“You will meet characters who were involved in the development of disco from many different perspectives. You get to hang out with them and just feel the love,” Mollison says. ”There’s no Steve Rubell or Bianca Jagger naked on horseback” but audiences will encounter Åke Blomqvist, a dance teacher from Helsinki who has taught everyone in Finland how to ballroom dance. “And then one day, he discovered disco.”
After the 70-minute show, visitors can find their way back to the Glitterloft to keep the party going or Diner Ross where New York diner classics spin into disco-bistro-chic.
Adding a restaurant concept was a no-brainer given the success of Mollison’s restaurant Superfrico across the street at The Cosmopolitan. “It has been an enormous hit — it’s a combination of the right level of entertainment and delicious cuisine. I hate being called a restaurateur because, you know, I feel totally unqualified to do that. But it has been a really fun journey,” he says.
While Diner Ross is not going to take itself seriously, it’s going to take the food seriously and Mollison has been traveling the world from Paris and Montreal to New York and Tokyo gathering references.
“I always harken back to a restaurant in New York City called Florent, which was in the Meatpacking District in the ’80s and it was in an old diner, and I just loved that so much,” he says.
Another inspired relic is the space itself. Discoshow is located inside the former Imperial Palace sportsbook which was walled off in 2014 when the hotel underwent transformation into The LINQ. “It was just a time capsule. I feel remorse having ripped it out. But I’ll get over it. That’s Vegas. They blow up everything great out here and time has to keep moving,” he says.
Spiegelworld continues expanding since entering into a multi-year partnership with Caesars Entertainment to create three live entertainment experiences across the country. The first, The Hook, opened in the summer of 2023 at Caesars Atlantic City. Following the opening of Discoshow, Spiegelworld has its sights set on the development of a third production to open at Caesars New Orleans in 2025. Mollison feels the heat to constantly be innovating in a city that keeps pushing entertainment to the limit.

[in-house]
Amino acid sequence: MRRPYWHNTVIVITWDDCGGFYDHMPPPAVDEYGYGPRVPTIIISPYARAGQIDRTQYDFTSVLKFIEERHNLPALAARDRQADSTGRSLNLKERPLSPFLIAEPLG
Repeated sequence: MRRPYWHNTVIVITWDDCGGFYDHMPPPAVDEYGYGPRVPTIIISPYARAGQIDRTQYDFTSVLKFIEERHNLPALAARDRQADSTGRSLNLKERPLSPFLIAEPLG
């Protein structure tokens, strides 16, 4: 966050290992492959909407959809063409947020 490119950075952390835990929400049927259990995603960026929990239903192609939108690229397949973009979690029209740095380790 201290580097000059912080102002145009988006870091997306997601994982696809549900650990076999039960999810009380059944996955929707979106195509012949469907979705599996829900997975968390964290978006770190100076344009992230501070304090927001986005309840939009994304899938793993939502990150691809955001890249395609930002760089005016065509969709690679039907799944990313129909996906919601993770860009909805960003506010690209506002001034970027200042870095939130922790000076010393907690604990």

“[The Sphere is essentially] a $2 billion cinema with 5,000 people watching the movie. The Formula One Grand Prix races down the Strip and in a few weeks time, the Super Bowl will be on here. Vegas just keeps reinventing itself. And if you don’t reinvent yourself here, if you don’t come up with new ideas, those 5,000 people are going to stop coming to your show. You must come with a new idea that doesn’t exist anywhere in the world, that’s going to excite the market,” Mollison says.
Discoshow will play Wednesday to Sunday at 7 p.m. and 9:30 p.m. 99 Prince will be open for cocktails from noon, Wednesday to Sunday (free entry) and Diner Ross serves dinner from 5 p.m., Wednesday to Sunday (reservations recommended).
Tickets for Discoshow go on sale Saturday, Feb. 3 at 10 a.m. at Spiegelworld.com. They will cost $99 including taxes, a steal for the Strip where it’s hard to find a ticket under three digits.
Discoshow is written by Olivier Award-winner Michael Wynne (The Priory) with set and costume design by Tony Award-winner David Zinn (Spongebob Squarepants), lighting design by Olivier Award-winner Natasha Chivers (Sunday in the Park with George), sound design by Olivier Award-winner Tom Gibbons (Ivo van Hove’s West Side Story on Broadway), and projection and video design by Darrel Maloney (American Idiot).